Evening’s Empire by Bill Flanagan
Every once in a while, I like family epics. Usually, I don’t have much of a taste for contemporary domesticity in fiction—which is hilarious, considering how much of a homebody I can be—but something about it spread over generations or, if done properly, a single generation, engages me. I’m also fond of self-made families, whether they’re chosen or not; I’m reminded of a bit in the documentary Waking Sleeping Beauty when Don Hahn talks about how the animators at Disney, during a particularly grueling production period, essentially composed a family all their own. I find their dynamic interesting because the bond is deeper, yet more ephemeral than blood bonds. This, rather than an interest in the history of rock-and-roll, is what prompted me to pick up Evening’s Empire.
Evening’s Empire follows the rise, dissolution, and single careers of the Ravons, a rock and roll band, through the eyes of their manager, Jack Flynn. Starting in the sixties, when Flynn first meets Emerson Cutler, Charlie Lydle, Simon Potts, and Danny Finnerty, the Ravons themselves, and spanning through the late aughts, Flynn bears witness to rock-and-roll history and how the excesses of stardom changes every member of the Ravons—including Flynn.
I’ve never seen Forrest Gump. (I’ve also never seen The Wizard of Oz. How I’ve made all these years I’ll never know.) But Evening’s Empire reminds me of what I know about it through cultural osmosis. This is, as Bono puts it in a blurb on the back of the novel, “an alternative history of the sixties generation”. While Flanagan shies away from showing us the Ravons interacting with other great British rock-and-roll bands (for instance, Bowie is only mentioned in passing as a starstruck youth in a British club), the Ravons, through three very different careers, manage to hit almost every large event in rock-and-roll history—except Live Aid, which haunts Emerson to this day. While a lot of it just makes sense for a lesser known contemporary of the Beatles, I thought the Ravons’ success with technology was stretching it a bit; whenever the recording industry switches to a new format, the former Ravons manage to always get out ahead. But for the most part, Flanagan creates a very believable journey through the sixties to the aughts, with each decade retaining a distinctive—but not stereotypical—flavor.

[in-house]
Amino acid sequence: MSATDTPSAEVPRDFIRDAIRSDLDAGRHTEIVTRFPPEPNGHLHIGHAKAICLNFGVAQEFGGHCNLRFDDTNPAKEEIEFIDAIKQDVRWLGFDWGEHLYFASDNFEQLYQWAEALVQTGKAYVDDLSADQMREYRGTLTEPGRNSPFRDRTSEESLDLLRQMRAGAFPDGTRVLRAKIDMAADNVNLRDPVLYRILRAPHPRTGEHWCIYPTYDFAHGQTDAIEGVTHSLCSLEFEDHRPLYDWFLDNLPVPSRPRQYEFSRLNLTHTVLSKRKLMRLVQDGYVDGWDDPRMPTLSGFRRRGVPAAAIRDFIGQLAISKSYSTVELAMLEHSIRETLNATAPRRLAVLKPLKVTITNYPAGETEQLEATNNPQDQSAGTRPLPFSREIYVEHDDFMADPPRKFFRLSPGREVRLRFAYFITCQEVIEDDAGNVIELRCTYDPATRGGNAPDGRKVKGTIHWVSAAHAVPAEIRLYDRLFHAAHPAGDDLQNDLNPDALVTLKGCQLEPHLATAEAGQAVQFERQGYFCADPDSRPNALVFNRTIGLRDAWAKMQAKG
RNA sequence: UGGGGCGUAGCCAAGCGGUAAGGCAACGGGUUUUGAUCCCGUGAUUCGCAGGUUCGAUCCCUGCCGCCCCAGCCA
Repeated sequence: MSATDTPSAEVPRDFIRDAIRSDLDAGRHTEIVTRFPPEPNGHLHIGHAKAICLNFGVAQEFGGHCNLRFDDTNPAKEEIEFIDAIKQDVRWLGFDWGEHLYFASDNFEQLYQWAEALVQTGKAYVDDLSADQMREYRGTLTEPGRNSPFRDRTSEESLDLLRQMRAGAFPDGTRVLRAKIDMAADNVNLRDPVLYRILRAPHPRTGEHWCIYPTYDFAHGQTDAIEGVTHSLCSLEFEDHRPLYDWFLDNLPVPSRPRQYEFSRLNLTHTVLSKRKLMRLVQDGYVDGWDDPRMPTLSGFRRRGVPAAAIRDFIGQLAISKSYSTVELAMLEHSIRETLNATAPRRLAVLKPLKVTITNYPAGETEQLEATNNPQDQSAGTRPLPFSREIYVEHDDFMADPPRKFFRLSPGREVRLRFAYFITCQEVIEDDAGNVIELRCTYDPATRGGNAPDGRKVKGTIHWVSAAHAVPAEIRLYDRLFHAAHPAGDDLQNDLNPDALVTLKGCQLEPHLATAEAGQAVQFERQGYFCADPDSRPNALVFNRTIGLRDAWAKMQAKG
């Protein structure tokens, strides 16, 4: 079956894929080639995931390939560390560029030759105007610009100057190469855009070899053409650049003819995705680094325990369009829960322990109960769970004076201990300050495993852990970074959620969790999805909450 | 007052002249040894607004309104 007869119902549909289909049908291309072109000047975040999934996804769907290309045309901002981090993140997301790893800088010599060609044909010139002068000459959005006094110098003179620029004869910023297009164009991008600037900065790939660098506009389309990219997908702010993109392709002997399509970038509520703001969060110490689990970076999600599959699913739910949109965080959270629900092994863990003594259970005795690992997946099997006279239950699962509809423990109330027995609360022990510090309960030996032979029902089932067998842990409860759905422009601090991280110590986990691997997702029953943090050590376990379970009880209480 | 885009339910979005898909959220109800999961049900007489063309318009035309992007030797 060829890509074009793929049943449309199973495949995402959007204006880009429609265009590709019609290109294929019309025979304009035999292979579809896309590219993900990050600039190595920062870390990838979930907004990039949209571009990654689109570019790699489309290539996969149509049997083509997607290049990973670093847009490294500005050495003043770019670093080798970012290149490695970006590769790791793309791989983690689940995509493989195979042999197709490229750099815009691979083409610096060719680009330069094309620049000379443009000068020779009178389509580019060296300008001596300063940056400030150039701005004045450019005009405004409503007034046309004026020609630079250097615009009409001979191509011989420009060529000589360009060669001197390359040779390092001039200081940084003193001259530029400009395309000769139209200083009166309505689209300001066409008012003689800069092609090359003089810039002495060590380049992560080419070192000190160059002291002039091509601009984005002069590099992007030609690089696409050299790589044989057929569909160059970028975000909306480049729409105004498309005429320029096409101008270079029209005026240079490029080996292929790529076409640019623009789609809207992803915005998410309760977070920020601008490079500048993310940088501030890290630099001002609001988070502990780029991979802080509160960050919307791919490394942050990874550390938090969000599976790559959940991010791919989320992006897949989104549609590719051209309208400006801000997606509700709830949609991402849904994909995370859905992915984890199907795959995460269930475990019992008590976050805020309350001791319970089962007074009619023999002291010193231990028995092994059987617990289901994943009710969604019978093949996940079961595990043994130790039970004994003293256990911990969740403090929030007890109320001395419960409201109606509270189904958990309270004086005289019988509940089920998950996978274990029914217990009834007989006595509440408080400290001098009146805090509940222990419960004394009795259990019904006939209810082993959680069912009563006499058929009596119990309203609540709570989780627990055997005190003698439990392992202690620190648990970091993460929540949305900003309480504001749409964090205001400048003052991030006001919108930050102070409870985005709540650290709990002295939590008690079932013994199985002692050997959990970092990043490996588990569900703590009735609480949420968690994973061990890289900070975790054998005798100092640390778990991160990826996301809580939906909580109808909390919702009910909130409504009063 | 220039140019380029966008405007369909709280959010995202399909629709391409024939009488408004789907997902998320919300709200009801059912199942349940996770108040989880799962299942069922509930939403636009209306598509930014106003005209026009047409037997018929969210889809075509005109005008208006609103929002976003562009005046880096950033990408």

What helps is that Flanagan frames this novel as Flynn writing his memoirs instead of simply following Flynn through the years. Flynn has a very distinctive voice; practical, wry, but with a heaping handful of melancholy. When Flynn first introduces us to his parents, he suddenly reflects on the fact that, although they’re dead now, he can still hear their voices clearly. This makes Evening’s Empire a sad, although certainly not a dark, novel. All of the Ravons are quite distinct; glamorous rock star Emerson, pretentious artist Simon, and cheerful, mischievous Charlie, who comes into the forefront towards the end of the novel, when Flynn and his family help him through chemotherapy. Danny Finnerty, who isn’t considered a real Ravon because he’s an American replacement, doesn’t figure as much, but, just when I was nervous that Flanagan was ripping on rap for no apparent reason, he unleashes a brilliant defense of the genre that went immediately into my commonplace book. Evening’s Empire is a longish novel—a little over 600 pages—but these characters carry it along throughout the years, as any good family epic should. (Although the short, thriller-esque chapters certainly help.)
This novel has been described as anecdotal, and that’s a good way to put it—after all, this is Flynn writing his memoirs, not a straightforward story. There’s the time the boys snuck onto the roof of Sacré-Cœur, the time Simon was forced to tour Eastern Europe (just as the Berlin Wall fell), and the time Flynn fell in love with Agatha, a Dutch expert on elephants. But there’s also the pangs of growing up and into adulthood in the very singular world of rock music, which itself evolves as fans get more and more access to their beloved musicians; as Agatha notes, these grown men are little more than boys themselves. When Charlie’s tottering career finally threatens failure, he panics; he’s going to have to get a job! While this anecdotal nature makes it good fun, it also adds, along with the scope of the novel, to the sprawl that spreads the suspension of disbelief just a little too thin for me.
Bottom line: A sprawling, anecdotal journey through rock-and-roll history through the eyes of Jack Flynn, the manager of the influential Ravons, a man now writing his memoirs and reflecting back on his life. While its distinctive characters, interesting setting, and melancholy, but ultimate hopeful, outlook make it engaging, the anecdotal sprawl can spread the suspension of disbelief a little too thin. But it’s probably good times for a rock-and-roll fan.
I rented this book from the public library.